Now here’s an interesting episode. Any science fiction fan dreams of the ability to travel through time. It’s one of the most reliable staples of the genre. This episode looks at the theories that predict that time travel is indeed possible, at least on a theoretical basis. The episode examines the paradox difficulties and looks at the theory that nature will always find a way to keep the integrity of time intact. Of course, there’s plenty of time spent on faster-than-light travel and the implications of such a flight. There’s even a computer-generated proposal of a bullet train to the stars. Various other theories get some time, including multiverses and wormholes. Next stop: Alpha Centauri.
Secrets Of The Space Probes:
Probes have been a fundamental method of exploring space since we first started. The episode offers an historical perspective of the early probes like Ranger and Mariner. Some probes do their work from Earth orbit like the telescopes that explore the deepest origins of the universe. Cassini found the first traces of water outside of the Earth. Of course, there is plenty of time devoted to the Mars probes over the years. The best part of the episode is the great collection of images from these probes that you get a chance to see in high definition.
Here’s another apocalyptic episode. Again, we’ve seen the stuff before even on this series. This time we look at the devastating results of an asteroid strike on the Earth. Of course, there’s plenty of powerful computer-generated demonstrations of all of this doom and gloom. Ever hear of Apophis? No, not the bad guy from Stargate. This is an asteroid that has a 1 in 250,000 chance of hitting the planet in 2036. The episode demonstrates over and over and over again that this would be rather bad for us. We shouldn’t complain, though. When the asteroid was first discovered, the chances of a direct hit were only 1 in 36. Place your bets, anyone?
Apparently the concept of a total eclipse is unique on planet Earth. There is nowhere else in the solar system where it is possible to see one. It has to do with the fact that size and distance have matched so precisely that our sun and moon appear identical in size from the surface of the Earth. The sun is 40 times larger than the moon and is exactly 40 times closer to the Earth. On other planets, only partial eclipses are possible because none of the moons can completely cover the sun. Not only does ours cover the sun, but it does so exactly, which reveals the corona just perfectly during the period of totality. Now probes have been sent into space with discs mounted over cameras to reproduce a total eclipse on demand. The procedure allows the probe to photograph and study the sun’s corona.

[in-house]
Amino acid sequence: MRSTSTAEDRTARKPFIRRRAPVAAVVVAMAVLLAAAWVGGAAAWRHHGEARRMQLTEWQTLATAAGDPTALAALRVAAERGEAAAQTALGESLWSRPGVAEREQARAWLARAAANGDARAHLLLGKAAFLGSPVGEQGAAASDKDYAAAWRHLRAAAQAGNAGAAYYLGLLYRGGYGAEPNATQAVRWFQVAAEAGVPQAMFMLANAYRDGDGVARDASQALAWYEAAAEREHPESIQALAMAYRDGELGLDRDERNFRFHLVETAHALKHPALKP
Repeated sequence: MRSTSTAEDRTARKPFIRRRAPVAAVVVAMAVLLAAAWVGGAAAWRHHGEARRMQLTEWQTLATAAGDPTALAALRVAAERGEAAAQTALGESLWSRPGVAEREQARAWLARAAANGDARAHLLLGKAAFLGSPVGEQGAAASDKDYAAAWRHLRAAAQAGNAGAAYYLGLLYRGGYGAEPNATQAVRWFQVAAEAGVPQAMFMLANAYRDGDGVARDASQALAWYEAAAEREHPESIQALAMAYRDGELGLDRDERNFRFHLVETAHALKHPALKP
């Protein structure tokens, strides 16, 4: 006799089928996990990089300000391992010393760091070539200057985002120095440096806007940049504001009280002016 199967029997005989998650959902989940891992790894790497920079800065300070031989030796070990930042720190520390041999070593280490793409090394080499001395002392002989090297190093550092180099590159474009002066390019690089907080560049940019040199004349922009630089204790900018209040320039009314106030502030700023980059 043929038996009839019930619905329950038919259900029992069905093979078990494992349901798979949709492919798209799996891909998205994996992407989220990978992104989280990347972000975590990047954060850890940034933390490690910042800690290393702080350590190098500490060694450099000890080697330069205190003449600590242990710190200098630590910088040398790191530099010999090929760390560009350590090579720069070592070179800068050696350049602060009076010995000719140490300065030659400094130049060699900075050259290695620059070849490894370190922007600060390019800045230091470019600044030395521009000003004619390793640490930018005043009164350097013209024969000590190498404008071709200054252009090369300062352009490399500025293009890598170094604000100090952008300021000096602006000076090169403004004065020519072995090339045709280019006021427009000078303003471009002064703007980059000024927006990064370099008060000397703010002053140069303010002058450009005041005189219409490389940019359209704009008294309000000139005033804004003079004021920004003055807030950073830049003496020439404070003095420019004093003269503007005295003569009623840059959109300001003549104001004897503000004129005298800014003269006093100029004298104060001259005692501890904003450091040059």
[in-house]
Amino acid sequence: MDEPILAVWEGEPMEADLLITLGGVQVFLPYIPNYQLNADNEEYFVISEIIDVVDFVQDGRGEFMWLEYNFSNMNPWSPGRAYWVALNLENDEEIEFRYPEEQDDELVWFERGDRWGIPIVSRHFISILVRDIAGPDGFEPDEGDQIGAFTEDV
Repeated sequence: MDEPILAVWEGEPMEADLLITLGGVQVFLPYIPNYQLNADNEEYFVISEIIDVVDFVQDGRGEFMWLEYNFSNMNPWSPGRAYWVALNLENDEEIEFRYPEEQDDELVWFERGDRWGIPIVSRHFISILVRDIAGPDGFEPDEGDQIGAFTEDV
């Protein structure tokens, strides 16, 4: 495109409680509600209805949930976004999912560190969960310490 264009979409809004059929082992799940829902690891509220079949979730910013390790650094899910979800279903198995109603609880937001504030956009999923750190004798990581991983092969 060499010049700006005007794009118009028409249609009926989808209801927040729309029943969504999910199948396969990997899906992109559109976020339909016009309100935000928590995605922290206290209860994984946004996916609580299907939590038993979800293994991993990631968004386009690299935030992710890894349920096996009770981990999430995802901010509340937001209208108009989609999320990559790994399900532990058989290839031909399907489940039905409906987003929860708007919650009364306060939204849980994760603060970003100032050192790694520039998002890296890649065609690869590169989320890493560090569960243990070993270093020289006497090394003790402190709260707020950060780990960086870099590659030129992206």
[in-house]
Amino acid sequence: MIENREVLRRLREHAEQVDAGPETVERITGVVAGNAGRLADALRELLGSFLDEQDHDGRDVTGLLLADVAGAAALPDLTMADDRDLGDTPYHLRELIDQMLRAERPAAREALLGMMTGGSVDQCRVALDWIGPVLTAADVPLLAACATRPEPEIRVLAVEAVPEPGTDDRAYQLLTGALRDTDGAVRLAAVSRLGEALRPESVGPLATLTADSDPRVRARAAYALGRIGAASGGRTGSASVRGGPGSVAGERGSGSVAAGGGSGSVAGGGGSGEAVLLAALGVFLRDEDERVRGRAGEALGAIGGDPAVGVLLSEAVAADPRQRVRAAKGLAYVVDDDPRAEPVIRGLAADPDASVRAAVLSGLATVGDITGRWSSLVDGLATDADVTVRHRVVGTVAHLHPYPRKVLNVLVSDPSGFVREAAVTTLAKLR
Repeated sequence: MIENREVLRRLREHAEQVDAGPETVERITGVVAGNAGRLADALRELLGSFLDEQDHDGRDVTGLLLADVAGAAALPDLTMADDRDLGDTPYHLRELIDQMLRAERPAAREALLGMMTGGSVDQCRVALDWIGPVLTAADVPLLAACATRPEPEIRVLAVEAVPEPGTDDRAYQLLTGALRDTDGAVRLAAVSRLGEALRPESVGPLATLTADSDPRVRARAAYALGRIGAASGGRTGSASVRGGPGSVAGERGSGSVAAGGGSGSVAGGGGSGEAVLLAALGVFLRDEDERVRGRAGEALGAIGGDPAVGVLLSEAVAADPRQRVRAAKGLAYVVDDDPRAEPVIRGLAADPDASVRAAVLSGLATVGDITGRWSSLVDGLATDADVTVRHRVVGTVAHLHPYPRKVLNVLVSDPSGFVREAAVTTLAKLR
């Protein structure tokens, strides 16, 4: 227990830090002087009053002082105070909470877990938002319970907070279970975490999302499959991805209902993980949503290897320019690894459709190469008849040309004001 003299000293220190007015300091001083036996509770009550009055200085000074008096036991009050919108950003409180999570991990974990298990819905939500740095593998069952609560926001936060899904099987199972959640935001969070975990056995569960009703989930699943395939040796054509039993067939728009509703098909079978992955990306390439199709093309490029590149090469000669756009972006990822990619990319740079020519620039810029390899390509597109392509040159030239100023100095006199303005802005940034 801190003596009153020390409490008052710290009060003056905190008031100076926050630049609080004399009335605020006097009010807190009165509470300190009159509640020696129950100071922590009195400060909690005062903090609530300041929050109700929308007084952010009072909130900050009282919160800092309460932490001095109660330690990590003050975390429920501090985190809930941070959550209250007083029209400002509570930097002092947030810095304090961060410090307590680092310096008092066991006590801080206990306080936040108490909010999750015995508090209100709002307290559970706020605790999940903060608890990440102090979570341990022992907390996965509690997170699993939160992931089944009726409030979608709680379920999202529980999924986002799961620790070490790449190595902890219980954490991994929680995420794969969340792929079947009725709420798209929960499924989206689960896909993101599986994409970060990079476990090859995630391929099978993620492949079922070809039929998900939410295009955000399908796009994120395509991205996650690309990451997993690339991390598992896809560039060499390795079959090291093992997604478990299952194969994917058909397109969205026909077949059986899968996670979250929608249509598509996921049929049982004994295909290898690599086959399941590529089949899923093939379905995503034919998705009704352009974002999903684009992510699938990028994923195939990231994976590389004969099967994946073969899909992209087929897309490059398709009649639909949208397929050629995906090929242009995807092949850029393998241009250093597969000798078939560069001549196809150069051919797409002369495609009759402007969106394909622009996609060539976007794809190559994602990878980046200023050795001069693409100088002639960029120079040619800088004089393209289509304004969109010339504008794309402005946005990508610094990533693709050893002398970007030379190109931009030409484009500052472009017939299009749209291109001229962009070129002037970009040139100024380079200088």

Dark Future Of The Sun:
Once again the show delivers another doomsday scenario. Of course, this one won’t happen for a couple of billion years at the soonest. The show has done other episodes on the final days of the sun. I’m not sure there is anything new added here. Needless to say, any humans on the planet at that time are in pretty big trouble.
Each episode is presented in a 1.78:1 aspect ratio. The 1080p image is brought to you through anAVC/MPEG-4 codec. The bit rate can climb as high as 40 mbps. It’s this brilliant picture quality that will drive you to want to own this collection. You would expect the CG stuff to be rather clean and high in detail. Even the vintage footage looks about as clean as I’ve ever seen it. Colors are bright and dazzling. Black levels are solid and provide incredible levels of shadow definition.
The DTS-HD Master Audio 2.0 is strictly narration.
It was incredibly infuriating and more than a little frustrating to see the clips of Obama talking to the employees at NASA last year. He talks about what we can do in reference to sending men to Mars, and then he gutted the entire program. All of the Bush initiatives to revisit the Moon and then Mars have been scrapped. There will be no replacement vehicle for the shuttle. After 2011 Americans will be relying on Russian craft to get us to and from the International Space Station that was built with more of our money than any other country.
When Apollo 11 sent the first humans to the surface of the moon in July of 1969, I had recently turned 8 years old. You can imagine what a thrill it was for this young boy that we were actually walking on the moon. I began to dream about how far I would get to witness humans travel. At 8 years old, reaching 50 seemed ancient and so I fantasized where we would be when I was 50 years old. In June I will turn 50, and we haven’t gone anywhere else in over 40 years. The director of NASA recently announced that his prime mission was now to find ways to make Muslims all over the world feel good about their contributions to science. A noble cause, certainly. It’s just not what I envisioned NASA to be doing 40 years ago. I will now not likely live to see men walk on another planet, let alone reach the interesting moons beyond Mars. This season of The Universe makes me question whether or not “the Universe ultimately makes sense”.